I really feel sorry for the vast bulk of people on this planet who have no unique identifier. Due to an accident of history (well my grandfather's decision to change his surname) I have a surname that as far as I can tell is only shared by other descendents of my grandfather or those who have adopted it through relationships with members of the first group. Of that select group I'm the only David.
That doesn't happen for most people. With a world in which more and more data is capable of being stored electronically the desire to be able to efficiently retrieve it is understandable. The simplest way to do that is with "identity numbers". We now have two proposals for such beasts.
The first occurs in the context of e-health and the proposal for a national health identifier. The only way to line up the health records everywhere is with an identifying number.
Bizarrely that can't be just your Medicare number because of the earlier decision to put multiple parties (a family) on one card and hence number.
The other case is in education where the idea is to give each kid a number so that their test scores can be aligned over time as reported in the Oz and the SMH.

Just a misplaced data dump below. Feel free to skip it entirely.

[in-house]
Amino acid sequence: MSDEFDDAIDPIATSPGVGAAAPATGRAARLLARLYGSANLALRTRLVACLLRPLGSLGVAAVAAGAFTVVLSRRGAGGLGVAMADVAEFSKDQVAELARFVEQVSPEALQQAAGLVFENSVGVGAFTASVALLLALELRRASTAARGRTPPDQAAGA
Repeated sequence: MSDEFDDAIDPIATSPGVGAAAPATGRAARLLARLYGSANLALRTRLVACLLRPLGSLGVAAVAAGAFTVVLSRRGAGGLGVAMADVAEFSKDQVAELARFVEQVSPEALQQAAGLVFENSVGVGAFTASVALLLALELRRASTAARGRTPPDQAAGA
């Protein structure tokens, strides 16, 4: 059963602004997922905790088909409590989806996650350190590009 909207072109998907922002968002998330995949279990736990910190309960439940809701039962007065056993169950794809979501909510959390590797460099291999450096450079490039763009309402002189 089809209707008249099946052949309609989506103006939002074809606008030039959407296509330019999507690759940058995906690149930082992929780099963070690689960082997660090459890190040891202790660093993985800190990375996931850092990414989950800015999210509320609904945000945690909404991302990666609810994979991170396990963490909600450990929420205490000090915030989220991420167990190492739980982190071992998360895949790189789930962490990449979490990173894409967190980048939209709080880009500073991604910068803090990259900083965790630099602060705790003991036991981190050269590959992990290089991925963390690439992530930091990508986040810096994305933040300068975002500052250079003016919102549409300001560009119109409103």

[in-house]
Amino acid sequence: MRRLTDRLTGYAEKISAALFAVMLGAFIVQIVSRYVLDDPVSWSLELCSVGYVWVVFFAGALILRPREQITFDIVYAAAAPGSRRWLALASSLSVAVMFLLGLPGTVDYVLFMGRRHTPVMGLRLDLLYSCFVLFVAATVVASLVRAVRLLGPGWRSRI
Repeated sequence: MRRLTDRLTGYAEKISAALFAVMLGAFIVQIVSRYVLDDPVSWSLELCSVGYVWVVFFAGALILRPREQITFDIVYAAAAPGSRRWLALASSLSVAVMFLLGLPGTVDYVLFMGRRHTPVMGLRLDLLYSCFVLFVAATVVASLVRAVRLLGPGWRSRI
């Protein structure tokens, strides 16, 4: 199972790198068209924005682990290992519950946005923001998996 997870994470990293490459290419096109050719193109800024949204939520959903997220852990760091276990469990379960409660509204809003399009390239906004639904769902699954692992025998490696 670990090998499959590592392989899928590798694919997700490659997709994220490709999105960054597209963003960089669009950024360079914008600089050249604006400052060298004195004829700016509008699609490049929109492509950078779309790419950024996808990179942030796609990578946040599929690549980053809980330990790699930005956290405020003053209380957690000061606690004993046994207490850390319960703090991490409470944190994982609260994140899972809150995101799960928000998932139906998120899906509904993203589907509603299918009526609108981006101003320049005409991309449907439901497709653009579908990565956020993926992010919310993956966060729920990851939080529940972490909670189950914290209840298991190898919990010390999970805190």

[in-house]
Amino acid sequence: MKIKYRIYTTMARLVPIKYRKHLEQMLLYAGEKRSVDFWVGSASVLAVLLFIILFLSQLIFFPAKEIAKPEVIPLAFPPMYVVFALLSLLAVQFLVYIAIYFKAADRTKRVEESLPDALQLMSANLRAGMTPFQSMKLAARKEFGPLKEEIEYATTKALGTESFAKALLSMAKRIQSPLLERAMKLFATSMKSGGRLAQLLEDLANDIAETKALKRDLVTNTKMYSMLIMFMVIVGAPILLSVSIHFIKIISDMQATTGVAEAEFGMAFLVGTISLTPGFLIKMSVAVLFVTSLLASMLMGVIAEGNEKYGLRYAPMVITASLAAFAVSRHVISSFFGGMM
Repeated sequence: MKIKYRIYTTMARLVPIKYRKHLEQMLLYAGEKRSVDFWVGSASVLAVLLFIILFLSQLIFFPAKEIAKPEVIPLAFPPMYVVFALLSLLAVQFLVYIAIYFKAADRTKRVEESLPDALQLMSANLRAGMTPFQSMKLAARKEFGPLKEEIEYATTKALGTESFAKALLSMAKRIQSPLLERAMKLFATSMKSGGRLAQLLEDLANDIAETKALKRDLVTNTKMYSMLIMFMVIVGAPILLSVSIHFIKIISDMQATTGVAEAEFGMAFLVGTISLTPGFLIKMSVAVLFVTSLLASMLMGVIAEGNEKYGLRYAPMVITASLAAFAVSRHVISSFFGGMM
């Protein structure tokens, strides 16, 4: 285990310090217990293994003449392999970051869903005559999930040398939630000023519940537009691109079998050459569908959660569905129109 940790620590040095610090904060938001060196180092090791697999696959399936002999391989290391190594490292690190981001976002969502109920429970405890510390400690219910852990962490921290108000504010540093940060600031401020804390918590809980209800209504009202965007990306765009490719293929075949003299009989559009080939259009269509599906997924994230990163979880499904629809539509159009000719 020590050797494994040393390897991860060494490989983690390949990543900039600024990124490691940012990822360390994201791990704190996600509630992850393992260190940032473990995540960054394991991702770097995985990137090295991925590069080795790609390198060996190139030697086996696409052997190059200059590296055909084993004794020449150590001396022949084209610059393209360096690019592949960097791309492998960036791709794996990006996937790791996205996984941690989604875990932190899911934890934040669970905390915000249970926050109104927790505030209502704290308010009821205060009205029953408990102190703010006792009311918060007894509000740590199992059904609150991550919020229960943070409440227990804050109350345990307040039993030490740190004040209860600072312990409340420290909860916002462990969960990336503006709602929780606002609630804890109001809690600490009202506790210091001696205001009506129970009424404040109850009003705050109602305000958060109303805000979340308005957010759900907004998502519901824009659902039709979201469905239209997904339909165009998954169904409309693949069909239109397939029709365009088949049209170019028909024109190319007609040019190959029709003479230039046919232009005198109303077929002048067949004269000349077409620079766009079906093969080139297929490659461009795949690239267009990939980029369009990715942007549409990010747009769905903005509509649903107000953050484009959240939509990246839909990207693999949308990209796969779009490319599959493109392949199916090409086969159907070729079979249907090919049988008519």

This, of course, raises ire in many over Big Brother. In the 80s their used to be grand fantasies on late night radio on the computer centre in the (unused) Deakin xchange being used to line up the data held on individuals across multiple data bases.
It is interesting to note that the generations more used to having to have numbers for lots of things almost yearn for a simplification, as reported in the Punch.
For health you have a Medibank number and a private health care number (if you pay), every hospital you've ever been to gave you a number when you visited.
In education you have a number for your HSC and a number for any Uni you've attended. It becomes a nightmare hen, say, you want an academic transcript and they want your number from ten years ago.
Meanwhile we decided not to have a national ID card. There was an Access Card proposal or all Social Security and like things but I don't know where that go to. We at last sorted out ABN's for all kinds of trading entities, and income earners all have unique tax file numbers.
The question becomes, if we want a unique tax number, education number and health number should they be the same? The answer is probably no. Not because of Big Brother concerns and aligning data bases. I'm sort of happy for that to happen especially for statistical data bases (how accurate could a health study be relating the incidence of health issues to education and income be huh?). Where the issue is in relation to identity theft and non-Government intrusion.
We all at least see on TV and movies how Americans use the Social Security number as the unique identifier for everything including credit checks, and just how vulnerable you can be once that is misued.
So we want some unique identifiers, but the number is greater tha one. How many should it be?